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Randolph L Hill, Michelle A Wenisch and Suzanne B Krolikowski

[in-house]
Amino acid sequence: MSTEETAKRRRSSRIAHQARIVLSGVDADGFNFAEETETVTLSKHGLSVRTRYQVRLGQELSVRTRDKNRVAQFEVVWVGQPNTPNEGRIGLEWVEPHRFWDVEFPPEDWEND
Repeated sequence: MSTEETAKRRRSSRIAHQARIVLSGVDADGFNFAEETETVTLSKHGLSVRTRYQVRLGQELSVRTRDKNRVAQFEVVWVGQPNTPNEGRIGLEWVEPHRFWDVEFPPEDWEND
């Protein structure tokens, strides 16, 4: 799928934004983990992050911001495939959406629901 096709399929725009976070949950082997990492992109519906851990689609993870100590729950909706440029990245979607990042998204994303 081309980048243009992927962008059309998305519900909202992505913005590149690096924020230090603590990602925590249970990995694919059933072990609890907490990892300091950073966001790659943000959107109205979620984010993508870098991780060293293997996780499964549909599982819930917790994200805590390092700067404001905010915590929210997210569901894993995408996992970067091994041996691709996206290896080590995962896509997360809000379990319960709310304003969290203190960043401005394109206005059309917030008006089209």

Governmental agencies resolve environmental protection questions within the confines of a country’s administrative laws and practices. The technical complexity of environmental decisions, combined with the potentially significant economic and social impacts of uncontrolled environmental harm and possibly misdirected environmental regulation, heightens the general need for mechanisms to independently review and correct errors of law and fact by initial decision makers. This chapter outlines the process of administrative review, which is the system of public law or governmental practice that nations use to authorize internal appeals of government decisions. Such appeals are heard by non-judicial or quasi-judicial fora, located within government agencies or external to them, in specialized administrative tribunals. The chapter presents several examples of administrative review, focusing primarily on the United States and China, to demonstrate the role of such review in environmental decision making.